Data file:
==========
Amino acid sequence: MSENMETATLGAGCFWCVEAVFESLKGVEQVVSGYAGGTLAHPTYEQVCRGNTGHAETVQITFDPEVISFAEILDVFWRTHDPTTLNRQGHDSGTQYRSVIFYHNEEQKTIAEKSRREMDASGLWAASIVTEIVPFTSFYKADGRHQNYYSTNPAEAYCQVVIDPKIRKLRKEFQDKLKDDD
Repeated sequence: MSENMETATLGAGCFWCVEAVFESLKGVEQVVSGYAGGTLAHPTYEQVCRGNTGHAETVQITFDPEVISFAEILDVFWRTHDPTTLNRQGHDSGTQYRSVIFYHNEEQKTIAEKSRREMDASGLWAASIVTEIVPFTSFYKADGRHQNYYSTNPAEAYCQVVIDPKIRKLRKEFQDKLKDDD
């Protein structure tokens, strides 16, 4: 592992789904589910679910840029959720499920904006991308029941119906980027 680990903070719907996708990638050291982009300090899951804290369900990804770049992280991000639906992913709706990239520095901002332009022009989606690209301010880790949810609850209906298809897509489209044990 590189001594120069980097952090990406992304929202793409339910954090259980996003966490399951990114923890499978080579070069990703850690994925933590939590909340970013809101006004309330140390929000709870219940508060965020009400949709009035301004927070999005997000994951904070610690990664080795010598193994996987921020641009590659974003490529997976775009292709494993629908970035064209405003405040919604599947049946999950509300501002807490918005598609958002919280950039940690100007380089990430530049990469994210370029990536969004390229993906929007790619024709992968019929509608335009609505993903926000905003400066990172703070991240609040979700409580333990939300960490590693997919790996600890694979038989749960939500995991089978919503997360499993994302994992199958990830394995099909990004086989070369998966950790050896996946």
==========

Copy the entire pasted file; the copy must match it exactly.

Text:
Amino acid sequence: MSENMETATLGAGCFWCVEAVFESLKGVEQVVSGYAGGTLAHPTYEQVCRGNTGHAETVQITFDPEVISFAEILDVFWRTHDPTTLNRQGHDSGTQYRSVIFYHNEEQKTIAEKSRREMDASGLWAASIVTEIVPFTSFYKADGRHQNYYSTNPAEAYCQVVIDPKIRKLRKEFQDKLKDDD
Repeated sequence: MSENMETATLGAGCFWCVEAVFESLKGVEQVVSGYAGGTLAHPTYEQVCRGNTGHAETVQITFDPEVISFAEILDVFWRTHDPTTLNRQGHDSGTQYRSVIFYHNEEQKTIAEKSRREMDASGLWAASIVTEIVPFTSFYKADGRHQNYYSTNPAEAYCQVVIDPKIRKLRKEFQDKLKDDD
């Protein structure tokens, strides 16, 4: 592992789904589910679910840029959720499920904006991308029941119906980027 680990903070719907996708990638050291982009300090899951804290369900990804770049992280991000639906992913709706990239520095901002332009022009989606690209301010880790949810609850209906298809897509489209044990 590189001594120069980097952090990406992304929202793409339910954090259980996003966490399951990114923890499978080579070069990703850690994925933590939590909340970013809101006004309330140390929000709870219940508060965020009400949709009035301004927070999005997000994951904070610690990664080795010598193994996987921020641009590659974003490529997976775009292709494993629908970035064209405003405040919604599947049946999950509300501002807490918005598609958002919280950039940690100007380089990430530049990469994210370029990536969004390229993906929007790619024709992968019929509608335009609505993903926000905003400066990172703070991240609040979700409580333990939300960490590693997919790996600890694979038989749960939500995991089978919503997360499993994302994992199958990830394995099909990004086989070369998966950790050896996946």